BIS published an article by Luiz Awazu Pereira da Silva and Michael Chui on avoiding "regulatory wars" using the international coordination of macro-prudential policies. The authors highlight that global financial stability needs international coordination on macro-prudential policies between major emerging market economies (those that represent a large combined share of the global economy) and the major advanced economies. This article is based on panel remarks at the Seminar on Financial Volatility and Foreign Exchange Intervention: Challenges for Central Banks, which was jointly organized by the Inter-American Development Bank and the Central Reserve Bank of Peru.
The authors discuss the post-global-financial-crisis financial spillovers and its collateral effects on the emerging market economies. They explore whether a combination of integrated inflation targeting, with its countercyclical macro-prudential policies, and foreign exchange interventions, plus capital flow management, is sufficient to reduce financial volatility in the emerging market economies. The authors then examine the international coordination of macro-prudential policies as an alternative to capital flow management and conclude that regulatory wars can be avoided using international coordination of macro-prudential policies. The authors argue that the current challenge is to try to avoid negative externalities resulting in regulatory wars by coordinating macro-prudential policies internationally. Not only could such an international coordination help the emerging market economies to cope with large spillovers, but advanced economies could also benefit from reduced spillbacks from the emerging market economies. This would constitute an undeniable win-win for the global economy.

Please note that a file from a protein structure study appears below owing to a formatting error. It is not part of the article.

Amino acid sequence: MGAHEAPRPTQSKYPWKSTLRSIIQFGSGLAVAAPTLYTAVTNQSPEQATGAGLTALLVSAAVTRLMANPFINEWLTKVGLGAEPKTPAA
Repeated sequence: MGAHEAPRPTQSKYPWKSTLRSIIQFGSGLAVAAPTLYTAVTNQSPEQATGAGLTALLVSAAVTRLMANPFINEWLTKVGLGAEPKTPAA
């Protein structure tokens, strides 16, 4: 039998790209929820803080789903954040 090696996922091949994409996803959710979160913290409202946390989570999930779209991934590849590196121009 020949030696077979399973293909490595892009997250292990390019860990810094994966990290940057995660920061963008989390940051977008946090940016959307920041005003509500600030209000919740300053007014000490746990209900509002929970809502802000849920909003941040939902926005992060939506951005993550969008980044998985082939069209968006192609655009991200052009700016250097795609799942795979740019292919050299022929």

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PRA, via the consultation paper CP12/20, proposed changes to its rules, supervisory statements, and statements of policy to implement certain elements of the Capital Requirements Directive (CRD5).
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EBA issued a statement reminding financial institutions that the transition period between EU and UK will expire on December 31, 2020; this will end the possibility for the UK-based financial institutions to offer financial services to EU customers on a cross-border basis via passporting.
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